Business

Why you should wait until your 40s to become an entrepreneur, according to a new study

Businessmen sit outside a business and shopping complex in Tokyo May 31, 2011. Japan's jobless rate rose in April and the availability of jobs worsened, government data showed, as a large earthquake and tsunami in March hurt demand for labour.  REUTERS/Yuriko Nakao (JAPAN - Tags: EMPLOYMENT BUSINESS POLITICS IMAGES OF THE DAY)

Data suggests there are more successful US business founders in their forties than any other age group. Image: REUTERS/Yuriko Nakao

Johnny Wood
Writer, Forum Agenda
Share:
Our Impact
What's the World Economic Forum doing to accelerate action on Business?
The Big Picture
Explore and monitor how Innovation is affecting economies, industries and global issues
A hand holding a looking glass by a lake
Crowdsource Innovation
Get involved with our crowdsourced digital platform to deliver impact at scale
Stay up to date:

Innovation

Entrepreneurs come in all shapes and sizes, but new research suggests that middle-aged ones are more successful.

Contradicting the popular image of tech-savvy whizz kids launching new empires from college dorms, the data suggests there are more successful US business founders in their forties than any other age group.

Age matters

A study by MIT Sloan School of Management professor Pierre Azoulay and PhD student Daniel Kim analyzed a combination of US Census Bureau data and IRS (Internal Revenue Service) records to examine the link between age and entrepreneurship.

Matching census data with IRS records allowed the research team to distinguish between company founders and employees, and between self-employed people and entrepreneurs. They were also able to identify the companies aiming for growth and separate them from others that succeed but are content to remain small, such as local stores or local restaurants.

The research looked at 2.7 million business start-ups between 2007 and 2014, and found the average age of people who founded a business and went on to hire at least one employee was 42.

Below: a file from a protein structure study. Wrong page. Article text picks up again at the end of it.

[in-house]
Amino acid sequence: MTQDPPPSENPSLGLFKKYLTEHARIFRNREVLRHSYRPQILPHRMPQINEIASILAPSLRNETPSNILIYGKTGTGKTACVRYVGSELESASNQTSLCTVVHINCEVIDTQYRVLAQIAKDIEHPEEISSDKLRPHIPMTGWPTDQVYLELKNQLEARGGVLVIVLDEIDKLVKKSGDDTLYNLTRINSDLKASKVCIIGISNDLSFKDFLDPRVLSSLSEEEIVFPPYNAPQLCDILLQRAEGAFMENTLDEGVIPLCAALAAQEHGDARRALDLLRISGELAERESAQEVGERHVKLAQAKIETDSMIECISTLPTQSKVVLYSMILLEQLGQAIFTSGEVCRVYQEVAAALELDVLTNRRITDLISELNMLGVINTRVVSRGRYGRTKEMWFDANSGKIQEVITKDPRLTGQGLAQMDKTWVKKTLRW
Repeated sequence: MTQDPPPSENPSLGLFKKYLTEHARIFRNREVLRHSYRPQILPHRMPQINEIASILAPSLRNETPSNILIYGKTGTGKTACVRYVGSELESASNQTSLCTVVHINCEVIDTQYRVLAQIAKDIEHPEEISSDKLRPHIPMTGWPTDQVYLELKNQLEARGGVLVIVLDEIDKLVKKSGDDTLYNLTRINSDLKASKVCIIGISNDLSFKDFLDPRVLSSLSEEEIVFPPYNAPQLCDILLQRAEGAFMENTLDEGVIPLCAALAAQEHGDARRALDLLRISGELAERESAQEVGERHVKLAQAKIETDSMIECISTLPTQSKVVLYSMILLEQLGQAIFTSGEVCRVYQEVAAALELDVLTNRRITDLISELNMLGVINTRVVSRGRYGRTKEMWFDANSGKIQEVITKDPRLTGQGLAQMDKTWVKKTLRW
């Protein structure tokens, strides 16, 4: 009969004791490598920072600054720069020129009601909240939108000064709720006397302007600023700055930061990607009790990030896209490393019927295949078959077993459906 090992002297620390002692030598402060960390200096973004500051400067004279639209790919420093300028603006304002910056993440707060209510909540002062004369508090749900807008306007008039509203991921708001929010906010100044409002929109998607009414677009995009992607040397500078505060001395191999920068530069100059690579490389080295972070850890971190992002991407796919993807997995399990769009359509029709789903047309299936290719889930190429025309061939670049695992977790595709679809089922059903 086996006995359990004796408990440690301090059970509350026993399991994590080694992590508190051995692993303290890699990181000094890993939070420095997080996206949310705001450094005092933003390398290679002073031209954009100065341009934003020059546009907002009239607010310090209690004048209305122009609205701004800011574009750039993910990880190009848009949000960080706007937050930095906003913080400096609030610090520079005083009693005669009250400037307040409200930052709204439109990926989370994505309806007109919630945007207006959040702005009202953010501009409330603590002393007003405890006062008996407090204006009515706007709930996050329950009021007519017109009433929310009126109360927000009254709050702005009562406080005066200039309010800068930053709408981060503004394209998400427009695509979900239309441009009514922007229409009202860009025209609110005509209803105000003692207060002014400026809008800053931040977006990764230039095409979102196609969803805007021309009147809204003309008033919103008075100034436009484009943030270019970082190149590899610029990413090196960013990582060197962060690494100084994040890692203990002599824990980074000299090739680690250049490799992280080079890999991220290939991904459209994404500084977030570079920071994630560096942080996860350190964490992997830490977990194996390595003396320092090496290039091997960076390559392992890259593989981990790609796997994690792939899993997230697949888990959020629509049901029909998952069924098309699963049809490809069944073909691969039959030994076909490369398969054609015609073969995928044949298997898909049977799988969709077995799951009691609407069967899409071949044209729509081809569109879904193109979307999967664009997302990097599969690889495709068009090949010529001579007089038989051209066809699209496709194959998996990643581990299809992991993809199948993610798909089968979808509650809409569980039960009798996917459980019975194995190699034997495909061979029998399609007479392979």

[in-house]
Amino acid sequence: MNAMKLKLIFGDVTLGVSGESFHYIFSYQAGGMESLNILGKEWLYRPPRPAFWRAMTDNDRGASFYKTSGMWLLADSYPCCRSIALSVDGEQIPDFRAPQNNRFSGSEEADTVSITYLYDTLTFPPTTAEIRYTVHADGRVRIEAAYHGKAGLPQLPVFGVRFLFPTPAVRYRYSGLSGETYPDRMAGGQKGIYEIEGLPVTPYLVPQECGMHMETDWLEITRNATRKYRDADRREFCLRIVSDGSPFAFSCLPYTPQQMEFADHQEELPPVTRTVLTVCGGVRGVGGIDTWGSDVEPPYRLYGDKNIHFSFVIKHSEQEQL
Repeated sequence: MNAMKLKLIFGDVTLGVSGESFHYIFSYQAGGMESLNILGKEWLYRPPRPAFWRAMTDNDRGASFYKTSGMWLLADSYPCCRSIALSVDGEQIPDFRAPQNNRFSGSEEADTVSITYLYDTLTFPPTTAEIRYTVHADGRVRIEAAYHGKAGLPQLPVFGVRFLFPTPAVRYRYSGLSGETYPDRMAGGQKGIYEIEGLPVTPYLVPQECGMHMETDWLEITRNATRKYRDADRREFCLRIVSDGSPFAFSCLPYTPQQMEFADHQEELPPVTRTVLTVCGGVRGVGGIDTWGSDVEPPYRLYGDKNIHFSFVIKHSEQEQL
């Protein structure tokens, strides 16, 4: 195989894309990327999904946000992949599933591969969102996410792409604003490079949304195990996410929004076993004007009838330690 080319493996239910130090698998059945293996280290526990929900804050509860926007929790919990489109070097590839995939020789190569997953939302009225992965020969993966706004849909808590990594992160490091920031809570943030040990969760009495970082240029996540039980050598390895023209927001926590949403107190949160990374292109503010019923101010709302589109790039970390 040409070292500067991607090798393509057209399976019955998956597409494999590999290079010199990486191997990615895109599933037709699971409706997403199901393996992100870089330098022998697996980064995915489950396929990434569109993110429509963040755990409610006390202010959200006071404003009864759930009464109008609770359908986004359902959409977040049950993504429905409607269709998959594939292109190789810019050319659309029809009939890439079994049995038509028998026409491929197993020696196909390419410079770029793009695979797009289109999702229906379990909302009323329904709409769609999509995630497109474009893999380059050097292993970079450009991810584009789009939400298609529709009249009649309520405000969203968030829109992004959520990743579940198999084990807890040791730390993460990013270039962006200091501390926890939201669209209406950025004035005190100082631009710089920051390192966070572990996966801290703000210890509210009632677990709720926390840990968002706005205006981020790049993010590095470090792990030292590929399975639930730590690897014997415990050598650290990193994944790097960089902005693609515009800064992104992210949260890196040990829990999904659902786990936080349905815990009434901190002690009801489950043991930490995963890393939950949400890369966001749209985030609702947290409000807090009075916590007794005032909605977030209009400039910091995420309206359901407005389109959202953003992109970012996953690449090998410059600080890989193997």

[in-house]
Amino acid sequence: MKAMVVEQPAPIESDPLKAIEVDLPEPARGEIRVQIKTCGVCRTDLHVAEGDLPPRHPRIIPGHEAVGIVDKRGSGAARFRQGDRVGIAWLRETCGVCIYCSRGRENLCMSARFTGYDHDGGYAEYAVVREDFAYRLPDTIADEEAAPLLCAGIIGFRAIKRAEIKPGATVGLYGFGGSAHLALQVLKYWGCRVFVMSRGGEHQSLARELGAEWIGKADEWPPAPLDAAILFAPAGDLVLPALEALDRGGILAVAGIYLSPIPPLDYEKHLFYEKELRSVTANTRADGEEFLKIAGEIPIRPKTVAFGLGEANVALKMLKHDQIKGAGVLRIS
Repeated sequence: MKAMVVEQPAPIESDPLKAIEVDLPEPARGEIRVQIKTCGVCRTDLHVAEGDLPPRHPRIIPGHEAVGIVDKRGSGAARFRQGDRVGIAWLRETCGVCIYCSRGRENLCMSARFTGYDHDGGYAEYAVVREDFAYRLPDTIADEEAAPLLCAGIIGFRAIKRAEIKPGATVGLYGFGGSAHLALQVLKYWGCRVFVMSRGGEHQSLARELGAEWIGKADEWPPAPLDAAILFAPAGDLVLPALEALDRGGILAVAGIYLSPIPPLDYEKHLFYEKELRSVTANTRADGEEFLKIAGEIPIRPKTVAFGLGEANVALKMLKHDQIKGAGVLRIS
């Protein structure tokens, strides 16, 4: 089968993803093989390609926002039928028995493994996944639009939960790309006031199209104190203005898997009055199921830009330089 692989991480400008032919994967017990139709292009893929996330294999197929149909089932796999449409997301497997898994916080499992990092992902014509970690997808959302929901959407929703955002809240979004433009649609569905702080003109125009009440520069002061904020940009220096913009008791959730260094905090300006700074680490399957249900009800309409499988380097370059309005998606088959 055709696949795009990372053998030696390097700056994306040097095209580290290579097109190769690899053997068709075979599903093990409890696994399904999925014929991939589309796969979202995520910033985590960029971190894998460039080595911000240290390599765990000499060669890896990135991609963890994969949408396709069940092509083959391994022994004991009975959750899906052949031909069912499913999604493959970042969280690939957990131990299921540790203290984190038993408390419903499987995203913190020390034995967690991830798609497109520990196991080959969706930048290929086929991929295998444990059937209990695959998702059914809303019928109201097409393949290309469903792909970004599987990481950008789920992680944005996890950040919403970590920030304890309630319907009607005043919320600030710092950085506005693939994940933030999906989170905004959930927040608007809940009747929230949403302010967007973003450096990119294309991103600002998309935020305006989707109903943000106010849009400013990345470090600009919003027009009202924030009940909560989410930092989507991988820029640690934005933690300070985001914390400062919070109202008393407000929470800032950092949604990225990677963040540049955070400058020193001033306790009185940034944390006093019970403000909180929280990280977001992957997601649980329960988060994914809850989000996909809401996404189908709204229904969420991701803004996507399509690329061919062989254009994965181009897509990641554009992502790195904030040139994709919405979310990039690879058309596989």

The team also found that experience counts. Those entrepreneurs who had worked in the same sector as their business start-up were found to be 125% more successful than those without a background in their chosen sector.

Image: MIT Management Sloan School

Azoulay and Kim’s findings show that a small proportion of high-performing start-ups in the study period were founded by 20-year-olds, less than 1%. Those with the highest growth had an average entrepreneur age of 45.

When the data was broken down into categories the average founder ages remained in the early to mid forties. US high-tech companies were started by people with an average age of 43 years old, for venture capital-backed firms the average was 42, and for patented firms the average entrepreneur age was 45.

The research team also compared ages across different areas, such as California, New York, Massachusetts and Silicon Valley. The youngest average founder age was 39, in VC-backed companies based in New York.

Older and wiser

Of course, there are some high-profile examples of very successful young entrepreneurs. Bill Gates and Steve Jobs founded their business behemoths as fresh-faced twenty somethings. But the study points out that these companies peaked many years later, when the founders were in their forties.

Image: MIT Management Sloan School

Good ideas for a business can hit people at any age, but the research suggests life lessons help entrepreneurs turn their ideas into successful companies. Older founders generally have more business experience and industry knowledge, which helps them to overcome problems.

Founders in their forties are likely to have developed extensive industry social networks to help recruit staff, make sales connections and find suppliers. They could also benefit from a better understanding of finance and have more access to capital than younger entrepreneurs.

The research suggests young people with business ideas might be better off waiting a while before rushing to launch a start-up. And also that some of the numerous grants and programs aimed at encouraging young entrepreneurs could be better aimed at older ones.

Have you read?
Don't miss any update on this topic

Create a free account and access your personalized content collection with our latest publications and analyses.

Sign up for free

License and Republishing

World Economic Forum articles may be republished in accordance with the Creative Commons Attribution-NonCommercial-NoDerivatives 4.0 International Public License, and in accordance with our Terms of Use.

The views expressed in this article are those of the author alone and not the World Economic Forum.

Related topics:
BusinessHealth and Healthcare Systems
Share:
World Economic Forum logo
Global Agenda

The Agenda Weekly

A weekly update of the most important issues driving the global agenda

Subscribe today

You can unsubscribe at any time using the link in our emails. For more details, review our privacy policy.

How corporate intrapreneurs can use small wins to create big change

Nancy McGaw

July 19, 2024

About Us

Events

Media

Partners & Members

  • Sign in
  • Join Us

Language Editions

Privacy Policy & Terms of Service

© 2024 World Economic Forum